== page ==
The United States is considering lifting the Burma import embargo, a structured bilateral dialogue, ramping up investment in the former pariah nation and starting a military relationship, a senior White House official revealed on Tuesday.
At the same time, the US would continue to press the Burmese government on several issues of concern including human rights violations, remaining political prisoners and ongoing ethnic conflicts, said the Assistant Secretary of State for East Asian and Pacific Affairs Kurt Campbell.
The US was close to lifting remaining trade restrictions on Burma in line with Aung San Suu Kyi’s recent endorsement of easing sanctions, Campbell told a day-long conference on Burma organized by prominent Washington-based think-tank the Center for Strategic and International Studies.
“You all know that we saw some substantial progress in the immediate aftermath of Aung San Suu Kyi being here last week,” he said. “So Congress responded to her calls in that regard, and I think we’ll be working closely with Capitol Hill on next steps.
“She also indicated that a lifting of the import embargo would be an important sign that certain kinds of investment and manufacturing and other kinds of activities inside the country would be welcomed by the United States and supported, and I think we’ve heard that message very clearly.”
On the eve of the crucial meeting between Burmese President Thein Sein and US Secretary of State Hillary Clinton on the sidelines of the UN General Assembly in New York, Campbell noted that it might be very early days for the American business community.
“I think there are a number of exciting opportunities in that regard, but it will be hard and challenging,” he said. “That is one of the issues that we’re going to talk about tomorrow when the secretary meets with the [Burmese] president. We have some specific initiatives. [Thein Sein] is extremely interested in what we can do to encourage that next phase of our engagement.”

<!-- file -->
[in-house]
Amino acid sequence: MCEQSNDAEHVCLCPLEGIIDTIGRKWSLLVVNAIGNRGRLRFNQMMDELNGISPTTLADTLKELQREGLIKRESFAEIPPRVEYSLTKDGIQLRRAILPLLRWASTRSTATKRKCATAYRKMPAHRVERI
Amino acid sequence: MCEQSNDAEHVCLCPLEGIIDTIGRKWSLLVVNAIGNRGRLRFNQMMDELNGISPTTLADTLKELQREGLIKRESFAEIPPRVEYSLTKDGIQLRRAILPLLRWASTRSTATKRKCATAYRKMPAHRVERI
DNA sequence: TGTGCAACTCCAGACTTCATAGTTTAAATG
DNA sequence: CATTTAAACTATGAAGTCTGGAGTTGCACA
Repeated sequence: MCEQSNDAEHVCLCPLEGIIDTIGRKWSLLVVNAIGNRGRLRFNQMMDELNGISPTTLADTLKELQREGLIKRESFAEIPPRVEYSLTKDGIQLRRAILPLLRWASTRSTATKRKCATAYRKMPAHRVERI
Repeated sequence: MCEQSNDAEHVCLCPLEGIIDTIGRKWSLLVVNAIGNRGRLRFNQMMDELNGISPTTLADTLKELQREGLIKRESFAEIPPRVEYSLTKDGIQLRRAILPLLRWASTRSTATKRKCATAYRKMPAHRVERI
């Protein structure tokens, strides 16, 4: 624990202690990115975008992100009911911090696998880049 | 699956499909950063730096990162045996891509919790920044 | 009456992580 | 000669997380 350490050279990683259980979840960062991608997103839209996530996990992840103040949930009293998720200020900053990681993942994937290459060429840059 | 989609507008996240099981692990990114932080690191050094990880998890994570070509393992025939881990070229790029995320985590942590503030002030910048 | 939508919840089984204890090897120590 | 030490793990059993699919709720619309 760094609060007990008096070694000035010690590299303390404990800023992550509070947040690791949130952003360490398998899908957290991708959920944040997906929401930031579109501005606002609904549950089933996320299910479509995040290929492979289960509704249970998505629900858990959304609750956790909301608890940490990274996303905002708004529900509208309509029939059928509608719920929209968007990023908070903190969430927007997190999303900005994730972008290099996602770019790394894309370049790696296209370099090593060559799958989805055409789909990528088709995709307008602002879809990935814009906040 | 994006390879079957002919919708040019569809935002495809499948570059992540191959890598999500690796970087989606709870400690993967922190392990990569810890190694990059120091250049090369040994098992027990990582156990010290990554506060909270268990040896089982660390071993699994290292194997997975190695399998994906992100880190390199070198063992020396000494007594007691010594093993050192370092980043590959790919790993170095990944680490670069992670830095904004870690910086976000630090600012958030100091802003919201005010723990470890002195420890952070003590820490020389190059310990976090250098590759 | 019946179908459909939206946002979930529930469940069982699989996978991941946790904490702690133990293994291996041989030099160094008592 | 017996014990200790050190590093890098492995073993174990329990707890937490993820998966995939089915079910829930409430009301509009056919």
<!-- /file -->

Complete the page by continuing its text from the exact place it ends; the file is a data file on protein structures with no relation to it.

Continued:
Campbell identified the ethnic conflict as one of the “thorniest, most challenging” set of issues that confronts the military-dominated nation. “That really touches every part of the country, every aspect of life inside Burma today,” he said.
“And I will tell you that in the past, when we have touched on these issues in discussions both with opposition leaders and with government officials, it’s been extraordinarily difficult, and very opposed to outside interference or engagement in those matters,” explained Campbell, while adding the US would support any effort in this regard.
Campbell indicated that the United States would now support Burmese efforts towards international financial institutions like the World Bank and the International Monetary Fund.
“What will be absolutely essential is for the international financial institutions and the multilateral development banks to work on appropriate programs for health, for education, for other aspects of infrastructure inside the country that some aspects of business investment just won’t initially touch,” he said.
“We will work appropriately on these efforts; again, more to come very shortly. We have in mind a few ambitious ideas of how we can help bring together other partners and to apply leverage support as we go forward.”
Campbell said vital to give structure to US-Burma interactions. “It’s time for more formalized bilateral dialogues, other kinds of engagements,” he said. “It will be critical for us to engage with key components inside the government. We think having a dialogue on foreign policy issues with the key players inside the executive branch makes enormous good sense, and we’re moving in that direction.”
The US is now also exploring the possibility of engaging with the Burmese military, one of the most important pillars of the state. “One of the institutions that has largely been left out of the engagement has been the military, and they play a critical role still inside the country,” said Campbell. “A lot of uncertainties about what their attitudes are to reform, and particularly what their role is in the prosecution of existing violence still on the ground, terrible violence in the ethnic areas.
“I think it’s going to be important that we engage responsibly with them,” he added. “But before we do so, we need to have the kind of dialogue with Capitol Hill, with key interlocutors, to make sure that we do not extend beyond what is defensible, what I think is appropriate for our national interests. And I think we’re beginning those discussions on Capitol Hill.”